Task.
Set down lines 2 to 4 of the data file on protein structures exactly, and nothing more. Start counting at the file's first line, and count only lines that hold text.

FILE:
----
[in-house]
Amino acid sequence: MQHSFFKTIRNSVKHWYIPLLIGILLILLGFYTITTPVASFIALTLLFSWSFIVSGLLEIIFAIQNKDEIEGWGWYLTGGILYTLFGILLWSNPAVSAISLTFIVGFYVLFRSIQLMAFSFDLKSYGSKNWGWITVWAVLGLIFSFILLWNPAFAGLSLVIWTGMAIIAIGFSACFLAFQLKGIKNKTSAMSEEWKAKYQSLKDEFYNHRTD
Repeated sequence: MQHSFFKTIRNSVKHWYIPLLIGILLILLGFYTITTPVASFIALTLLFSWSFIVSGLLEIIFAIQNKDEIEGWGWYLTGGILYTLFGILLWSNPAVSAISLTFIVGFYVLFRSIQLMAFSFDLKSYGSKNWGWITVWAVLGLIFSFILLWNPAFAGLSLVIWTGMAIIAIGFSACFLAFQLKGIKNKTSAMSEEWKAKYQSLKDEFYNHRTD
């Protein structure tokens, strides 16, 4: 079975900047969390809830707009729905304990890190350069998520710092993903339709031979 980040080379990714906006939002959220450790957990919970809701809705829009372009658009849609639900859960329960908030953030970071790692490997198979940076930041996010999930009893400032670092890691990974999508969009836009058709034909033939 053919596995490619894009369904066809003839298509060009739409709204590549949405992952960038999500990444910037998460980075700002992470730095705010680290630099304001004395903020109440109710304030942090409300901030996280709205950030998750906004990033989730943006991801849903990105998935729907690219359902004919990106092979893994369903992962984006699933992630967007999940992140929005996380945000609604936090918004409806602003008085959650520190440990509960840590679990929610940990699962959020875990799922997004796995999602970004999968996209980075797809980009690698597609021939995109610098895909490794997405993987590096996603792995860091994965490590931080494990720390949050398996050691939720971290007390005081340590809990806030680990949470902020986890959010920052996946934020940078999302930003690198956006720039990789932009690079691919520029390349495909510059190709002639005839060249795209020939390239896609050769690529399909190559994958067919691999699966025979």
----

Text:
Amino acid sequence: MQHSFFKTIRNSVKHWYIPLLIGILLILLGFYTITTPVASFIALTLLFSWSFIVSGLLEIIFAIQNKDEIEGWGWYLTGGILYTLFGILLWSNPAVSAISLTFIVGFYVLFRSIQLMAFSFDLKSYGSKNWGWITVWAVLGLIFSFILLWNPAFAGLSLVIWTGMAIIAIGFSACFLAFQLKGIKNKTSAMSEEWKAKYQSLKDEFYNHRTD
Repeated sequence: MQHSFFKTIRNSVKHWYIPLLIGILLILLGFYTITTPVASFIALTLLFSWSFIVSGLLEIIFAIQNKDEIEGWGWYLTGGILYTLFGILLWSNPAVSAISLTFIVGFYVLFRSIQLMAFSFDLKSYGSKNWGWITVWAVLGLIFSFILLWNPAFAGLSLVIWTGMAIIAIGFSACFLAFQLKGIKNKTSAMSEEWKAKYQSLKDEFYNHRTD
């Protein structure tokens, strides 16, 4: 079975900047969390809830707009729905304990890190350069998520710092993903339709031979 980040080379990714906006939002959220450790957990919970809701809705829009372009658009849609639900859960329960908030953030970071790692490997198979940076930041996010999930009893400032670092890691990974999508969009836009058709034909033939 053919596995490619894009369904066809003839298509060009739409709204590549949405992952960038999500990444910037998460980075700002992470730095705010680290630099304001004395903020109440109710304030942090409300901030996280709205950030998750906004990033989730943006991801849903990105998935729907690219359902004919990106092979893994369903992962984006699933992630967007999940992140929005996380945000609604936090918004409806602003008085959650520190440990509960840590679990929610940990699962959020875990799922997004796995999602970004999968996209980075797809980009690698597609021939995109610098895909490794997405993987590096996603792995860091994965490590931080494990720390949050398996050691939720971290007390005081340590809990806030680990949470902020986890959010920052996946934020940078999302930003690198956006720039990789932009690079691919520029390349495909510059190709002639005839060249795209020939390239896609050769690529399909190559994958067919691999699966025979």